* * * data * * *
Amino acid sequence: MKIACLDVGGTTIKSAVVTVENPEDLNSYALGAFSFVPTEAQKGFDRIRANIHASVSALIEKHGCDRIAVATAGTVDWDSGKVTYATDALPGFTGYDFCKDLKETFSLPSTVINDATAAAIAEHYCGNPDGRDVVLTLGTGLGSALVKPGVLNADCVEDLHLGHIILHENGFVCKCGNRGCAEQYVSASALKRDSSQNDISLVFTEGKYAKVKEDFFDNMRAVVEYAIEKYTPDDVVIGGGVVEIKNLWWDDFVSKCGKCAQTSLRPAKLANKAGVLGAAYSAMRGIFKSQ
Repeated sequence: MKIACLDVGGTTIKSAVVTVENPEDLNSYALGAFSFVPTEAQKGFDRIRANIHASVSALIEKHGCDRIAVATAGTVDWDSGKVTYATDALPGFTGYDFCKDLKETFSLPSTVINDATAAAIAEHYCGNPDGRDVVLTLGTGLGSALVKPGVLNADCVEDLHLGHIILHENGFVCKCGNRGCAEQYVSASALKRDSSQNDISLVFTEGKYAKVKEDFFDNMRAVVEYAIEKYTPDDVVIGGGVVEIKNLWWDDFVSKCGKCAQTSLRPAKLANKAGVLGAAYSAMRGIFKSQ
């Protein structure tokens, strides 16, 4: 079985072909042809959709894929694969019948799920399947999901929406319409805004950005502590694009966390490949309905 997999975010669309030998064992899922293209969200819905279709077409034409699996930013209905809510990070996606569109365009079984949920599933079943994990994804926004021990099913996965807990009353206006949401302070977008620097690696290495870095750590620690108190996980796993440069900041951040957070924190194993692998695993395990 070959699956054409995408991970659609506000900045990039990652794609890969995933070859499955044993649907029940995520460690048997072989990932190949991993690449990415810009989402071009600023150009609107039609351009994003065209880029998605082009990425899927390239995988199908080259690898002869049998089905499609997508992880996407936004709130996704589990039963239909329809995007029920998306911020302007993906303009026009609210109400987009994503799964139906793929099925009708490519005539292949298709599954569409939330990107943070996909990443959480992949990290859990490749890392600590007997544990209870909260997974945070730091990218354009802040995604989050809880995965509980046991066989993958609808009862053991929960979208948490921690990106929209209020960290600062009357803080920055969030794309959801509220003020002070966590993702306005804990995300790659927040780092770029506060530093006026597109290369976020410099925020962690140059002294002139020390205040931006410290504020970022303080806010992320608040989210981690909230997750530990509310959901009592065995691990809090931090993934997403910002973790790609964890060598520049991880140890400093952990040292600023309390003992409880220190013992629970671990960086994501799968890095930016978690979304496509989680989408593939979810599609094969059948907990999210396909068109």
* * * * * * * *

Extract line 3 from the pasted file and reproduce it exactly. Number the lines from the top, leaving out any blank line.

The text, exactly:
């Protein structure tokens, strides 16, 4: 079985072909042809959709894929694969019948799920399947999901929406319409805004950005502590694009966390490949309905 997999975010669309030998064992899922293209969200819905279709077409034409699996930013209905809510990070996606569109365009079984949920599933079943994990994804926004021990099913996965807990009353206006949401302070977008620097690696290495870095750590620690108190996980796993440069900041951040957070924190194993692998695993395990 070959699956054409995408991970659609506000900045990039990652794609890969995933070859499955044993649907029940995520460690048997072989990932190949991993690449990415810009989402071009600023150009609107039609351009994003065209880029998605082009990425899927390239995988199908080259690898002869049998089905499609997508992880996407936004709130996704589990039963239909329809995007029920998306911020302007993906303009026009609210109400987009994503799964139906793929099925009708490519005539292949298709599954569409939330990107943070996909990443959480992949990290859990490749890392600590007997544990209870909260997974945070730091990218354009802040995604989050809880995965509980046991066989993958609808009862053991929960979208948490921690990106929209209020960290600062009357803080920055969030794309959801509220003020002070966590993702306005804990995300790659927040780092770029506060530093006026597109290369976020410099925020962690140059002294002139020390205040931006410290504020970022303080806010992320608040989210981690909230997750530990509310959901009592065995691990809090931090993934997403910002973790790609964890060598520049991880140890400093952990040292600023309390003992409880220190013992629970671990960086994501799968890095930016978690979304496509989680989408593939979810599609094969059948907990999210396909068109």